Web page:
So the two women parted ways that evening.

Lakshmi, back to her home now an “empty nest”, since both children had joined university. However, she wasn’t actually as depressed as she had expected to be. She and Vijay had started off as a couple and now they were back to the same. When you have done the best you can for the children then it’s most sensible to cut the strings and let them fly as high as they can while moving on relaxed and content, thankful for the “together” time life has again gifted you with.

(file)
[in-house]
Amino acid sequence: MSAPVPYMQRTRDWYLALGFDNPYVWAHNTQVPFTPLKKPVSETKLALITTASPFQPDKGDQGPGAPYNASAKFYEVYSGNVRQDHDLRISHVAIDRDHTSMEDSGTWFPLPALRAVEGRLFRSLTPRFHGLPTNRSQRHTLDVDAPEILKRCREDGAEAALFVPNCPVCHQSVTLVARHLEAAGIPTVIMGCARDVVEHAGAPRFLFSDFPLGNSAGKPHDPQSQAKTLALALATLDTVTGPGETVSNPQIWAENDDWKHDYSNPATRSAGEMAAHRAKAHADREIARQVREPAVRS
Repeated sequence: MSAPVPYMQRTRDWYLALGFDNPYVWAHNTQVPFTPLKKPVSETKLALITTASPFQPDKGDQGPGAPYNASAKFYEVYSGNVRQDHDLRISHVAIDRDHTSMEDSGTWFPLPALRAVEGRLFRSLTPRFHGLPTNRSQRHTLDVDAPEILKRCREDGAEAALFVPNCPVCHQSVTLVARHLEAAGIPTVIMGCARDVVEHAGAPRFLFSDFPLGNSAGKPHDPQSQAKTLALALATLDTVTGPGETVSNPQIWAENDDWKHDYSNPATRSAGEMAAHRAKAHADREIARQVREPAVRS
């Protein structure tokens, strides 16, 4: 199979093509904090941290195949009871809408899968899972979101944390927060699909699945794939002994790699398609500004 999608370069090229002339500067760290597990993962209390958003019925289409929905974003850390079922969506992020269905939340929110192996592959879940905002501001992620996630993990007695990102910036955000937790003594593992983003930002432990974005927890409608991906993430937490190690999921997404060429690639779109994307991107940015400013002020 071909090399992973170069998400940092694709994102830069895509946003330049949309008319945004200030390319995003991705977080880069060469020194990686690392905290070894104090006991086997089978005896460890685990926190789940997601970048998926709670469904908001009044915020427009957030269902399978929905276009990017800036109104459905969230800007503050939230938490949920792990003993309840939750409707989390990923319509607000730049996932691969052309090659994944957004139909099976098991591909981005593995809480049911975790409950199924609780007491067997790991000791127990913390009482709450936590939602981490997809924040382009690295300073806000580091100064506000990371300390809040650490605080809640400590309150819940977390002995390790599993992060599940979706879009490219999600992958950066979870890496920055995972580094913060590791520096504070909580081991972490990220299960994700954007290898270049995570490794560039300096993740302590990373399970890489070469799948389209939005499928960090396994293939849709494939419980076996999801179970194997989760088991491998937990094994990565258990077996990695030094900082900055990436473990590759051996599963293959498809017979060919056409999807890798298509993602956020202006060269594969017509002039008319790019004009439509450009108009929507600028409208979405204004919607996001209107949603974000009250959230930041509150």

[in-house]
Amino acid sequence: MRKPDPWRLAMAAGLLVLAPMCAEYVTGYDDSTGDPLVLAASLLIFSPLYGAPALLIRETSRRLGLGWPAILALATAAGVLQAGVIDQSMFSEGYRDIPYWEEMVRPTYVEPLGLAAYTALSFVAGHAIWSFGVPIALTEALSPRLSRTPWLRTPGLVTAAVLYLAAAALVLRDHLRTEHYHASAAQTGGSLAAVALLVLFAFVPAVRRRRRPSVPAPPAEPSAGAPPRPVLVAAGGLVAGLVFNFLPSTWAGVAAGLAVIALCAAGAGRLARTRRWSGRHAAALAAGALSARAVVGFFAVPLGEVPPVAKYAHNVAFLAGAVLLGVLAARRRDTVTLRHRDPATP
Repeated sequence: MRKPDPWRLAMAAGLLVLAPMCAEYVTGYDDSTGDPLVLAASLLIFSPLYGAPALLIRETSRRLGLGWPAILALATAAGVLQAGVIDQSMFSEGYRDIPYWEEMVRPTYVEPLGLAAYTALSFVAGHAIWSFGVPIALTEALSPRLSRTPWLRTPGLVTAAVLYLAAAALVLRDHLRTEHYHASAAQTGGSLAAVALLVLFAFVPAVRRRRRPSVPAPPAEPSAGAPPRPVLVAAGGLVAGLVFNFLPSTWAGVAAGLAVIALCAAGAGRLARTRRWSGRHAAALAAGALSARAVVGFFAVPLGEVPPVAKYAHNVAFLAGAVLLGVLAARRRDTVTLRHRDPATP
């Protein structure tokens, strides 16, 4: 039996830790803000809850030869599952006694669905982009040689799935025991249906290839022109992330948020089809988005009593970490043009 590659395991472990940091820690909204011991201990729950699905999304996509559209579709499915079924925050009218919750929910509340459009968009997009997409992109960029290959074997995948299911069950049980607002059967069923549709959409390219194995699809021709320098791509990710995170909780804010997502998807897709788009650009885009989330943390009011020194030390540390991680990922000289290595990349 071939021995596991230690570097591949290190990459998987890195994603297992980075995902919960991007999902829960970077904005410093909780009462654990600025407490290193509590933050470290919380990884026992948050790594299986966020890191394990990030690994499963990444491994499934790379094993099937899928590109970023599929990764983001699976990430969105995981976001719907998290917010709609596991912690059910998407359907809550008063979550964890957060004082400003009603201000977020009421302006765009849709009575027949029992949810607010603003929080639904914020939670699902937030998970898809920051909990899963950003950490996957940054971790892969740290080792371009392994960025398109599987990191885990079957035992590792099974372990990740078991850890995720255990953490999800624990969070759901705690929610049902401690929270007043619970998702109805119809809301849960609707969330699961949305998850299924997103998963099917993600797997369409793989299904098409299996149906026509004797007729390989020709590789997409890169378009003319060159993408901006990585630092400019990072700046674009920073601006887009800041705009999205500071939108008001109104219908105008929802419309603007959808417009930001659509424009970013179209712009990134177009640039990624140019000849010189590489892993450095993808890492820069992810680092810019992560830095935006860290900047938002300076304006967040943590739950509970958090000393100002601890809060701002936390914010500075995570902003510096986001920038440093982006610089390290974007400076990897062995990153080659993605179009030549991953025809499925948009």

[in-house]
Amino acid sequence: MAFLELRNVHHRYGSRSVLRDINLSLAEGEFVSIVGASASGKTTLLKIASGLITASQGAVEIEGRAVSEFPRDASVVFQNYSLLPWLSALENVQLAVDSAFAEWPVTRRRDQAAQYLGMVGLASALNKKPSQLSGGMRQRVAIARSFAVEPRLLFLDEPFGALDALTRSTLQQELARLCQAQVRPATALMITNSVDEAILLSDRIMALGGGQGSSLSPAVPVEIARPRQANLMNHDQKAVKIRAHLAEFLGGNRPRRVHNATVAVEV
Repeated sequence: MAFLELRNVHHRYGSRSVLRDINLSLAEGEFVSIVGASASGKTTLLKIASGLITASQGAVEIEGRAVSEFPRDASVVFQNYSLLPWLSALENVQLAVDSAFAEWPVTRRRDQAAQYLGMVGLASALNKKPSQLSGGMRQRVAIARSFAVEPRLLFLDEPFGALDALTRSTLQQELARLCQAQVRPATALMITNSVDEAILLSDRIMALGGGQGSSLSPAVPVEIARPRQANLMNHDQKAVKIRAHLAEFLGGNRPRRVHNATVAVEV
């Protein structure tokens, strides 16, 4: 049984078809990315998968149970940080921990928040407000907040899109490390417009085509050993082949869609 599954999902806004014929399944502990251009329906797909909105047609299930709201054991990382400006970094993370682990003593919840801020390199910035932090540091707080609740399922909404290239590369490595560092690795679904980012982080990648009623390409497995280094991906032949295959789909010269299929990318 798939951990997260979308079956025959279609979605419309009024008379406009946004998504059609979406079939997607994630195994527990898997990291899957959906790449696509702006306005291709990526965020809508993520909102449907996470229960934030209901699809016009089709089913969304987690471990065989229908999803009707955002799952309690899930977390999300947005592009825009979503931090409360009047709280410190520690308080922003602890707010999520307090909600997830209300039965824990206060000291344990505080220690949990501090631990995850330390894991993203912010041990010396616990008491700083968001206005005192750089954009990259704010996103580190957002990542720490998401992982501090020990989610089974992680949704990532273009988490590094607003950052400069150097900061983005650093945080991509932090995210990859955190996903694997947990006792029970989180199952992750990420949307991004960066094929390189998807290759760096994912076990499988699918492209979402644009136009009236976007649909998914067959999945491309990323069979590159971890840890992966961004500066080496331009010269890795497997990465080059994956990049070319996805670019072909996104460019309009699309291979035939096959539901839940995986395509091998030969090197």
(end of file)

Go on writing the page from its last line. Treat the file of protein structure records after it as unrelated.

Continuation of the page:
Iverem to her home where Veronica would be preparing for her end of semester tests coming up the next week. Tonight Iverem wasn’t working on her blog, she needed some time to think and to work out things. After all it actually felt good to have something to plan for to look forward to in the future.

One more day in the city of the Merlion was over. The city lights shone as bright as ever and among them were the lights from homes of Lakshmi and Iverem, two friends who had made Singapore their home.